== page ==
HE HAD BEEN THERE 3 MONTHS DURING THE SUMMER AND THREE WEEKS RIGHT BEFORE OPEN HUNTING. I DID EVERYTHING I WAS TOLD. IS THE BREEDER AT ALL LIABLE SHOULD HE STAND BEHIND HIS PEDIGREE, HIS TRAINING?

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Ufatz

For God's sake, whatever you do DON'T fire a gun around the dog or do anything else to make it worse! Go back and fight with the breeder-trainer (??!!) but in the meantime begin immediately correcting this problem. Frankly, it sounds to me like you got screwed, but then us old guys are noted for being paranoid. And perceptive.

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LABS4ME

Gun shyness has nothing to do with pedigree... it is 'taught'.

Boy with that amount of 'training' I wouldn't be able to fathom a dog being gun shy. I'd asked long and hard about what was taught and the progression of the dog over the 3 months. Have him show you personally what he did with the dog on HIS grounds. Maybe it was just a fluke. Maybe he will do as expected in the comforts of his home training grounds. This is why I tell people to run through everything with the trainer upon picking up the animal. If he was to be working on gun and bird intro, have him show you the dog is competent in those scenarios.

I would think he should stand behind his training... the key question here is 'are you going to continue to trust him to finish the job'? How much did you spend on training? Is there some sort of compromise? Can you send him back with weekly check-ups to monitor progress? or do you cut your losses and try a second trainer. Myself? I'd lean towards the latter. I'd get a couple of other opinions from respected trainers and move forward with one of these....

Good Luck!

Ken

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duckbuster

You start by telling us "you have a 11/2 year old lab you got from a well known breeder and was training it"

Are you saying you got the dog as a puppy from the breeder?

Or are you saying the dog is a 11/2 and you bought him as a started dog?

Is the breeder also the trainer?

How many people were involved in the hunt?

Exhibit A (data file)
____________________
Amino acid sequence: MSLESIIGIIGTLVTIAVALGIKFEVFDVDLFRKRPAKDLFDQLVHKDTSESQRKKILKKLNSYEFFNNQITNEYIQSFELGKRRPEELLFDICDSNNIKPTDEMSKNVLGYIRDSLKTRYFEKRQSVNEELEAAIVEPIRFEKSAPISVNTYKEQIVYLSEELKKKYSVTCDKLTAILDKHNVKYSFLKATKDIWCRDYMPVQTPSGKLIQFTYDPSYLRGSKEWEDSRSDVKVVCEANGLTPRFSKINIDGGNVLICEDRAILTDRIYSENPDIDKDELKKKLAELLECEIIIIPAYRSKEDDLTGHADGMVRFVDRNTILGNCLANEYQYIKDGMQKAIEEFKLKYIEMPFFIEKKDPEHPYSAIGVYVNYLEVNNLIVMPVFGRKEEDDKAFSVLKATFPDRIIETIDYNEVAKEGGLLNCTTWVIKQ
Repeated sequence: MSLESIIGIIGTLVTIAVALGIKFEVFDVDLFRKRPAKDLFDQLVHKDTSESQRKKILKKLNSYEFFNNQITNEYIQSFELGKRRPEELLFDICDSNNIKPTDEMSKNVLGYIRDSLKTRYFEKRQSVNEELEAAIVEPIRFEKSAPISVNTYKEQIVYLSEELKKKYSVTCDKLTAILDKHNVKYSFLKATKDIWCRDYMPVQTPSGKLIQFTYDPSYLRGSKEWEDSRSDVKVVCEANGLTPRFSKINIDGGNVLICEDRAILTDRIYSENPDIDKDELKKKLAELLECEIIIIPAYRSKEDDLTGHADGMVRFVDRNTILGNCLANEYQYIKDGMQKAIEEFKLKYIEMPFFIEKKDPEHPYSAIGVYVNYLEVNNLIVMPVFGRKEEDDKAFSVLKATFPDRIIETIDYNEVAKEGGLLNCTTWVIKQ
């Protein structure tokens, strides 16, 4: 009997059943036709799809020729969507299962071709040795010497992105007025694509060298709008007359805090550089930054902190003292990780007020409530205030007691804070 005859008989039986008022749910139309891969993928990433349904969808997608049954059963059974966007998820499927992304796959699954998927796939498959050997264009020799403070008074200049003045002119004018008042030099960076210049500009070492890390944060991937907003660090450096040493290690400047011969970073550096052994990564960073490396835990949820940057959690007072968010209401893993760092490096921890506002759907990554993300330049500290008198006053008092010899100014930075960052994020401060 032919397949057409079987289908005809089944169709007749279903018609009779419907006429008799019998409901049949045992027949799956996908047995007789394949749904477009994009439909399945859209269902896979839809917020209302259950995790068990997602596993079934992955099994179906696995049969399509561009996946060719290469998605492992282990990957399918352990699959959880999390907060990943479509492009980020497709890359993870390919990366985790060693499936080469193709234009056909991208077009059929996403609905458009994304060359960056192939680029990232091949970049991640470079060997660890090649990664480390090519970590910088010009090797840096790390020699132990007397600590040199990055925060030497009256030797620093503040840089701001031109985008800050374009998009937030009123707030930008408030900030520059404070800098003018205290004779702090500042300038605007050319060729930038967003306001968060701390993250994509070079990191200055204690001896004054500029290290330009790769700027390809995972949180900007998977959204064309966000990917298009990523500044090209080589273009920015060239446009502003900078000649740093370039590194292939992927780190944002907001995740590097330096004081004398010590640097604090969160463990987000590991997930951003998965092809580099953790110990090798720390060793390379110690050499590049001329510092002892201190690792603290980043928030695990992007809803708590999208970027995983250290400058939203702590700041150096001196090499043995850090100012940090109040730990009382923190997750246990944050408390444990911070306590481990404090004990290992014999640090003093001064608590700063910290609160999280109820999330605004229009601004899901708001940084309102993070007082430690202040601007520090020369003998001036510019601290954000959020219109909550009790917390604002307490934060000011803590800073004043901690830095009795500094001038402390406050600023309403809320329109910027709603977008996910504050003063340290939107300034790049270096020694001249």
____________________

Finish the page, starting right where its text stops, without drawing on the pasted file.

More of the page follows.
I know you are looking for answers from the forum here to your questions and a lot of us are asking you questions in return. I'm sorry if that is frustrating to you but we need to know ALL of the the things that are/have gone on with your friend.

One answer I can give you is this,

Most breeders guarantee hips, eyes & elbows but NOT how the dog trains or performs.

Please try and respond to those questions from LABS, myself and the others. It would help us help you.

Thanks

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MILLER TIME

I WOULD LIKE TO SAY THANKS FOR EVERYONES ADVICE. FORTUNATELY THE BREEDER AND I HAVE COME TO A CONCLUSION AND ARE ABLE TO HELP EACH OTHER OUT IN THIS TERRIBLE SITUATION. WE STILL ARE UNAWARE OF WHAT IT WAS TO MAKE THIS DOG GUNSHY, HE'S ALWAYS BEEN SKIDDISH TO ANY KIND OF NOISE AND MAYBE THE LOUD GUN BLAST PUT HIM OVER THE EDGE. NOTHINGS CERTAIN SINCE RECENTLLY I HAVE HEARD OF NUMEROUS DOGS THAT HAVE YEARS OF EXPERIANCE REACT THE SAME WAY AS HE DID TO AS SOMETHING AS LITTLE AS STEPPING ON SOMETHING THE SAME TIME THE GUN WENT OFF AND THE DOG ASSOCIATED THE PAIN WITH THE GUN BLAST. SO A LITTLE WORD OF ADVICE TAKE YOUR HUNTING DOG OUT IN THE FIELD EVERY CHANCE YOU GET, YOU NEVER KNOW IF IT S GOING TO BE HIS LAST...

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BLACKJACK

All dogs are different, some are timid, some are knotheaded, you have to learn your dogs personality and train and discipline accordingly, a timid dog needs to be treated gently or you could ruin them.

That being said, there is no reason for a dog to be gun shy if a person has spent some time getting them used to gun shots, cap guns, dummy throwers, spent some time in the field shooting and getting them to associate guns with birds (which they should love). You can't just take a dog out on opening day and expect them to perform like a machine. You get out of them what you put into them.